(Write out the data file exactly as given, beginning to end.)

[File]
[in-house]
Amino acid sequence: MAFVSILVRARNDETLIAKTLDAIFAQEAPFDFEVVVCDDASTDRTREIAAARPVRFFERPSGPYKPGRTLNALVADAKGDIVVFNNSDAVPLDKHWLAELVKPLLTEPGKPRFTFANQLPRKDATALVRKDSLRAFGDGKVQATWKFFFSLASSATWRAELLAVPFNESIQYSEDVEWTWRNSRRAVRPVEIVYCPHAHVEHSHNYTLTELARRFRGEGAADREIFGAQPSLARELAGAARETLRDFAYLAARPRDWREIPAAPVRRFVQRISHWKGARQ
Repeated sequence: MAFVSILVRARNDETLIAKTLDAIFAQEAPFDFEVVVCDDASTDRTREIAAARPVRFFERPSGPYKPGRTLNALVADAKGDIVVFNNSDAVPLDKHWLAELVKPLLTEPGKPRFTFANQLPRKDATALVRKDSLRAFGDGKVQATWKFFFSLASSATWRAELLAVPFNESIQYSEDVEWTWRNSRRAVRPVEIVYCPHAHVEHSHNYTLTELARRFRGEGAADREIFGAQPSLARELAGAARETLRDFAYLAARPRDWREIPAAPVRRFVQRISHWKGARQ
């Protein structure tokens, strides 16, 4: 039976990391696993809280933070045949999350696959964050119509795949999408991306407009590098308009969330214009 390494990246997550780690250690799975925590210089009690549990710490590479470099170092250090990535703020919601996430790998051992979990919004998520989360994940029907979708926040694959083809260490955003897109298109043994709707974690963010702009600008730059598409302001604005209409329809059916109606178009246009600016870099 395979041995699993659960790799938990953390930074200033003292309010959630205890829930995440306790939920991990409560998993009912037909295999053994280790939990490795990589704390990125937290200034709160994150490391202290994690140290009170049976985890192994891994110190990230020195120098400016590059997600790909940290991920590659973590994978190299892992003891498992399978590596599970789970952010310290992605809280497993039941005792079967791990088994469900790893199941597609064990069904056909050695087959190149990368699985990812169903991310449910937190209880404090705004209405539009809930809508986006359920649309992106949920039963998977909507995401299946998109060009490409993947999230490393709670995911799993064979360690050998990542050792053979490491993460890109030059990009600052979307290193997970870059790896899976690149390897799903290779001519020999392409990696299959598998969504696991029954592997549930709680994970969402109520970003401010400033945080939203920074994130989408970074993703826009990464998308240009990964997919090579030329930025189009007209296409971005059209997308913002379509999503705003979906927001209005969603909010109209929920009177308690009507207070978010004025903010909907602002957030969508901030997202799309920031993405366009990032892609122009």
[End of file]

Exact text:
[in-house]
Amino acid sequence: MAFVSILVRARNDETLIAKTLDAIFAQEAPFDFEVVVCDDASTDRTREIAAARPVRFFERPSGPYKPGRTLNALVADAKGDIVVFNNSDAVPLDKHWLAELVKPLLTEPGKPRFTFANQLPRKDATALVRKDSLRAFGDGKVQATWKFFFSLASSATWRAELLAVPFNESIQYSEDVEWTWRNSRRAVRPVEIVYCPHAHVEHSHNYTLTELARRFRGEGAADREIFGAQPSLARELAGAARETLRDFAYLAARPRDWREIPAAPVRRFVQRISHWKGARQ
Repeated sequence: MAFVSILVRARNDETLIAKTLDAIFAQEAPFDFEVVVCDDASTDRTREIAAARPVRFFERPSGPYKPGRTLNALVADAKGDIVVFNNSDAVPLDKHWLAELVKPLLTEPGKPRFTFANQLPRKDATALVRKDSLRAFGDGKVQATWKFFFSLASSATWRAELLAVPFNESIQYSEDVEWTWRNSRRAVRPVEIVYCPHAHVEHSHNYTLTELARRFRGEGAADREIFGAQPSLARELAGAARETLRDFAYLAARPRDWREIPAAPVRRFVQRISHWKGARQ
């Protein structure tokens, strides 16, 4: 039976990391696993809280933070045949999350696959964050119509795949999408991306407009590098308009969330214009 390494990246997550780690250690799975925590210089009690549990710490590479470099170092250090990535703020919601996430790998051992979990919004998520989360994940029907979708926040694959083809260490955003897109298109043994709707974690963010702009600008730059598409302001604005209409329809059916109606178009246009600016870099 395979041995699993659960790799938990953390930074200033003292309010959630205890829930995440306790939920991990409560998993009912037909295999053994280790939990490795990589704390990125937290200034709160994150490391202290994690140290009170049976985890192994891994110190990230020195120098400016590059997600790909940290991920590659973590994978190299892992003891498992399978590596599970789970952010310290992605809280497993039941005792079967791990088994469900790893199941597609064990069904056909050695087959190149990368699985990812169903991310449910937190209880404090705004209405539009809930809508986006359920649309992106949920039963998977909507995401299946998109060009490409993947999230490393709670995911799993064979360690050998990542050792053979490491993460890109030059990009600052979307290193997970870059790896899976690149390897799903290779001519020999392409990696299959598998969504696991029954592997549930709680994970969402109520970003401010400033945080939203920074994130989408970074993703826009990464998308240009990964997919090579030329930025189009007209296409971005059209997308913002379509999503705003979906927001209005969603909010109209929920009177308690009507207070978010004025903010909907602002957030969508901030997202799309920031993405366009990032892609122009």